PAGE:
Subscribe Search

Search form

A conspiracy against photographers

A conspiracy against photographers

1 frastrated photographer
A frustrated photographer vents his angst at Ta Prohm.​ Photograph: Dave Perkes

Having been a regular visitor to Angkor for well over a decade I have seen many changes here. When I first came here to live in 2003, Angkor had 250,000 visitors. Now in 2013 the projected visitor numbers are approaching 3 million – that is as many in one month than for the whole year 10 years ago.

The numbers of visitors and the important health and safety issues have meant that a lot of potentially dangerous structures at the temples have had to be stabilised by timber supports. Large scale restoration projects have been carried out to ensure the preservation of the temples for future generations. Rotten trees have had to be chopped down, walkways and steps have been added for both the comfort of the visitor and, more importantly, to preserve the fragile sandstone against the damage caused by millions of tourists’ feet.

Content image - Phnom Penh Post
The new fence that mars photographers views of the famous Tomb Raider temple tree.​ Photograph: Dave Perkes

All this has detracted from the visual impact of these fabulous monuments. Several years ago an Australian photographer friend described these restoration projects as a conspiracy against photographers. I tried to explain that these were necessary to preserve the temples.

But last week I have seen one of the most stunning and popular views obscured by insensitive placement of a wooden fence. The lower part of the so-called Tomb Raider tree in Ta Prohm has now been totally obscured by this fence, pictured here a few days after its construction.  I am asking myself the question. 

Why have they done such an insensitive thing, spoiling the views of millions of tourists?  I saw a number of tourists with cameras looking so disappointed to see such a dream view despoiled.

I do hope that the Apsara Authority reconsiders the position of this fence and its associated platform repositioned so that the original view is restored.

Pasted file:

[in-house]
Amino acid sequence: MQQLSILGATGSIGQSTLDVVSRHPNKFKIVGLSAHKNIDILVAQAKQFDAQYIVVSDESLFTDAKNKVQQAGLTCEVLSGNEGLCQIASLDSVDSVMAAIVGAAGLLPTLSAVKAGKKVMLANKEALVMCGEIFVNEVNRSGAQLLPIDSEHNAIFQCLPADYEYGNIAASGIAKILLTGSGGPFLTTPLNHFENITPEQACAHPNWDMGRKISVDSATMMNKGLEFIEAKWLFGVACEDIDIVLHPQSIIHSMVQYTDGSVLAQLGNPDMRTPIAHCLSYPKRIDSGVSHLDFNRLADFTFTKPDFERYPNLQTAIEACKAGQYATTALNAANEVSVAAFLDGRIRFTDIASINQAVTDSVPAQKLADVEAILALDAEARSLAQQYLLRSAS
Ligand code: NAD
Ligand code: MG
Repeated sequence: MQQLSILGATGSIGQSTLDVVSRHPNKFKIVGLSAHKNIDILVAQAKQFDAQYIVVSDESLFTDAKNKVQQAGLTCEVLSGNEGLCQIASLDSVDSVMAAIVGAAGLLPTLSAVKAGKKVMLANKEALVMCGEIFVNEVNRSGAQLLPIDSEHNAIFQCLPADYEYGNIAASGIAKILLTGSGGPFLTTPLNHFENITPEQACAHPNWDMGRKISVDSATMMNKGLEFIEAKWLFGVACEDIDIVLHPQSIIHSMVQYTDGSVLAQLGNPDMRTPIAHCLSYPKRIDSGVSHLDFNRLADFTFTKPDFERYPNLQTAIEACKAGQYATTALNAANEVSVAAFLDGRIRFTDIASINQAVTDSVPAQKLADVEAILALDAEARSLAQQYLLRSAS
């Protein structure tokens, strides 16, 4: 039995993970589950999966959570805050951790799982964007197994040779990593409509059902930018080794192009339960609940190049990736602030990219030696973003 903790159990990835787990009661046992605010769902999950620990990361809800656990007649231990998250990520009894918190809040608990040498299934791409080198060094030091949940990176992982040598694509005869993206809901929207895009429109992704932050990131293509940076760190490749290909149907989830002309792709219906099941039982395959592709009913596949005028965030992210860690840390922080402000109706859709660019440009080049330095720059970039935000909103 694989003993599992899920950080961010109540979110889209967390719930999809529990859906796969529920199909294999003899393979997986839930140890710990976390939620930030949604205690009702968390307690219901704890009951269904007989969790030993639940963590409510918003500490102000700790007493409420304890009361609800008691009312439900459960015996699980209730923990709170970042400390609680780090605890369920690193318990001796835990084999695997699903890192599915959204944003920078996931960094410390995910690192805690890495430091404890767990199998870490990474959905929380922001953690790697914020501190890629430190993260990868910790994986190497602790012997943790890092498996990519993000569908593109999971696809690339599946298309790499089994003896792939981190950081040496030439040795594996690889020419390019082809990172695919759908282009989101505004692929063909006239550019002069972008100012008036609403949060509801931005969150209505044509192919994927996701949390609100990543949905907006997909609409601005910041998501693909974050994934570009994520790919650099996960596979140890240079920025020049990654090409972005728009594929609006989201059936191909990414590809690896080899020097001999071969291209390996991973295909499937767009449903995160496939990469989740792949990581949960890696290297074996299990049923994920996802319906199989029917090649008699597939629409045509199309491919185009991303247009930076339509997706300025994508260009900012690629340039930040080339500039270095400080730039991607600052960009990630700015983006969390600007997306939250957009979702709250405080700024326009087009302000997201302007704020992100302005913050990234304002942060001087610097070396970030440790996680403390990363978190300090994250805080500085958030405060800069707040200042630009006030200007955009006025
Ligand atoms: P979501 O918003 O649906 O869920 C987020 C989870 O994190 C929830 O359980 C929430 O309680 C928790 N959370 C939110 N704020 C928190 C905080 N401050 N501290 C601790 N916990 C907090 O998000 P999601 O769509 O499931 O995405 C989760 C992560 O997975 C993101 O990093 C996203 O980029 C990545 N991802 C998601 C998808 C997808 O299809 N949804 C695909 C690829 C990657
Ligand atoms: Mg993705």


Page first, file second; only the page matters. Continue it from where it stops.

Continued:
• Kak Channthy, Cambodian Space Project frontwoman, killed in crash at 38 [Updated]

    Updated 5:05pm, Tuesday, March 20, 2018 Kak Channthy, frontwoman of popular The Cambodian Space Project, was killed Tuesday morning in a traffic accident in Phnom Penh. She was 38. Channthy, the internationally recognised singer-songwriter also known as “Srey Thy”, was reportedly travelling in a tuk-tuk on the city's

  • Australians protest Asean summit visit by PM Hun Sen

    Hundreds of protesters gathered in Sydney’s Hyde Park on Friday to protest against Cambodian strongman Hun Sen, who claimed to have been gifted millions of dollars by the Australian government ahead of a special Asean summit this weekend. An estimated 300 protesters, the majority of

  • One Australian, one Cambodian killed in explosion at military base

    Updated: 5:20pm, Friday 16 March 2018 An Australian tourist and a Cambodian soldier were killed in an explosion on Thursday afternoon at an army base in Cambodia’s Kampong Speu province. The Australian, whom the government initially identified as a technical demining expert in his 40s, and

  • Peeling back layers of prehistory in Battambang

    When the man passed away, he had not yet reached 50. He belonged to a tribe that had settled near the Sangker River in Battambang province, likely cultivating the fields and raising animals. On the side, they hunted for boars, and even turtles, one of which